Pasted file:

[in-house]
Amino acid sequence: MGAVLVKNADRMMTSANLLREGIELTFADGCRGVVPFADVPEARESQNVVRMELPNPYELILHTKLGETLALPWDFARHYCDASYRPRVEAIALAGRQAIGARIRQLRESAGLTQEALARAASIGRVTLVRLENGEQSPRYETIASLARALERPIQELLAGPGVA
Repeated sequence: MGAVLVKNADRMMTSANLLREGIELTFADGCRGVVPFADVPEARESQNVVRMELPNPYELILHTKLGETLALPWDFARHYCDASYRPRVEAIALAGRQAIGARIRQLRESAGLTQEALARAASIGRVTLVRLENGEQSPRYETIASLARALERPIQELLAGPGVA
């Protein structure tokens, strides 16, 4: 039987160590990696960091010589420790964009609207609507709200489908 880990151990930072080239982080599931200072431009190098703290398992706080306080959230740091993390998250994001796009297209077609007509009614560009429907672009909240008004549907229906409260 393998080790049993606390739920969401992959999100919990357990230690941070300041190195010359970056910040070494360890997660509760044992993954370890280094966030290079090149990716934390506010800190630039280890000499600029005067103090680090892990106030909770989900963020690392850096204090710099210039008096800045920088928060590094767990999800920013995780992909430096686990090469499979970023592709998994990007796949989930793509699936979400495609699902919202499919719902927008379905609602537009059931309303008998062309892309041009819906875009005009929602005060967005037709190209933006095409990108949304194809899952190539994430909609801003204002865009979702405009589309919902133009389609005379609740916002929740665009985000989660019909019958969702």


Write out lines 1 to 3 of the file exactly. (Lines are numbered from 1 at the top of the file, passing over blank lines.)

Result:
[in-house]
Amino acid sequence: MGAVLVKNADRMMTSANLLREGIELTFADGCRGVVPFADVPEARESQNVVRMELPNPYELILHTKLGETLALPWDFARHYCDASYRPRVEAIALAGRQAIGARIRQLRESAGLTQEALARAASIGRVTLVRLENGEQSPRYETIASLARALERPIQELLAGPGVA
Repeated sequence: MGAVLVKNADRMMTSANLLREGIELTFADGCRGVVPFADVPEARESQNVVRMELPNPYELILHTKLGETLALPWDFARHYCDASYRPRVEAIALAGRQAIGARIRQLRESAGLTQEALARAASIGRVTLVRLENGEQSPRYETIASLARALERPIQELLAGPGVA